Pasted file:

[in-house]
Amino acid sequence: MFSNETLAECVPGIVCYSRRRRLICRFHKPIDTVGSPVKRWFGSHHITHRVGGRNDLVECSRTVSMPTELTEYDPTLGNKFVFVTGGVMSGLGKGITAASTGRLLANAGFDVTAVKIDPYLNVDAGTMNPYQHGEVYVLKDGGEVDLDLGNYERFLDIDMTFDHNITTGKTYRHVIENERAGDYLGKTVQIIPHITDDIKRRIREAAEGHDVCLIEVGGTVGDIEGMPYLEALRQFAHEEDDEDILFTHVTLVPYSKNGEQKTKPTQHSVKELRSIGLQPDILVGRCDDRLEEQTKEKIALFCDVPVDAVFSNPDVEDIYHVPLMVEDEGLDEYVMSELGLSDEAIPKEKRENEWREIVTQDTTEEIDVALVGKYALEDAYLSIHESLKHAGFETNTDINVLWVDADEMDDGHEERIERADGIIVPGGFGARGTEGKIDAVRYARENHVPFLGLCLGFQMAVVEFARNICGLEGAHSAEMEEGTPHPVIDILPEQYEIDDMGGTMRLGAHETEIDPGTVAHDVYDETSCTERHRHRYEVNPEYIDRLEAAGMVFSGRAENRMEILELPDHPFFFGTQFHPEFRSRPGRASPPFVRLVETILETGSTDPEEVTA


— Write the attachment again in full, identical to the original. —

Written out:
[in-house]
Amino acid sequence: MFSNETLAECVPGIVCYSRRRRLICRFHKPIDTVGSPVKRWFGSHHITHRVGGRNDLVECSRTVSMPTELTEYDPTLGNKFVFVTGGVMSGLGKGITAASTGRLLANAGFDVTAVKIDPYLNVDAGTMNPYQHGEVYVLKDGGEVDLDLGNYERFLDIDMTFDHNITTGKTYRHVIENERAGDYLGKTVQIIPHITDDIKRRIREAAEGHDVCLIEVGGTVGDIEGMPYLEALRQFAHEEDDEDILFTHVTLVPYSKNGEQKTKPTQHSVKELRSIGLQPDILVGRCDDRLEEQTKEKIALFCDVPVDAVFSNPDVEDIYHVPLMVEDEGLDEYVMSELGLSDEAIPKEKRENEWREIVTQDTTEEIDVALVGKYALEDAYLSIHESLKHAGFETNTDINVLWVDADEMDDGHEERIERADGIIVPGGFGARGTEGKIDAVRYARENHVPFLGLCLGFQMAVVEFARNICGLEGAHSAEMEEGTPHPVIDILPEQYEIDDMGGTMRLGAHETEIDPGTVAHDVYDETSCTERHRHRYEVNPEYIDRLEAAGMVFSGRAENRMEILELPDHPFFFGTQFHPEFRSRPGRASPPFVRLVETILETGSTDPEEVTA